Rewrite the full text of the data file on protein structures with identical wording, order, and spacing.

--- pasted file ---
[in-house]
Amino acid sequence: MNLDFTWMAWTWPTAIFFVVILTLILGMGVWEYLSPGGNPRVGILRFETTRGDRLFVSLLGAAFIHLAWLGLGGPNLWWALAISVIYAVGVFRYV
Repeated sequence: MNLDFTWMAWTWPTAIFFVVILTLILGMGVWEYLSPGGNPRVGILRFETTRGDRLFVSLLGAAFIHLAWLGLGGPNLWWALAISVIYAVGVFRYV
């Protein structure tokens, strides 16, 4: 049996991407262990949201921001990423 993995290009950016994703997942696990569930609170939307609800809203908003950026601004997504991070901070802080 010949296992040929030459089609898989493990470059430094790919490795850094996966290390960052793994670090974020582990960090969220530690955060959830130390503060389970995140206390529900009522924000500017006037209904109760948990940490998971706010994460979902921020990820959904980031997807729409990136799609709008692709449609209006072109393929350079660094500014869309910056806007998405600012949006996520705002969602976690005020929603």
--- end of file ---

[in-house]
Amino acid sequence: MNLDFTWMAWTWPTAIFFVVILTLILGMGVWEYLSPGGNPRVGILRFETTRGDRLFVSLLGAAFIHLAWLGLGGPNLWWALAISVIYAVGVFRYV
Repeated sequence: MNLDFTWMAWTWPTAIFFVVILTLILGMGVWEYLSPGGNPRVGILRFETTRGDRLFVSLLGAAFIHLAWLGLGGPNLWWALAISVIYAVGVFRYV
């Protein structure tokens, strides 16, 4: 049996991407262990949201921001990423 993995290009950016994703997942696990569930609170939307609800809203908003950026601004997504991070901070802080 010949296992040929030459089609898989493990470059430094790919490795850094996966290390960052793994670090974020582990960090969220530690955060959830130390503060389970995140206390529900009522924000500017006037209904109760948990940490998971706010994460979902921020990820959904980031997807729409990136799609709008692709449609209006072109393929350079660094500014869309910056806007998405600012949006996520705002969602976690005020929603």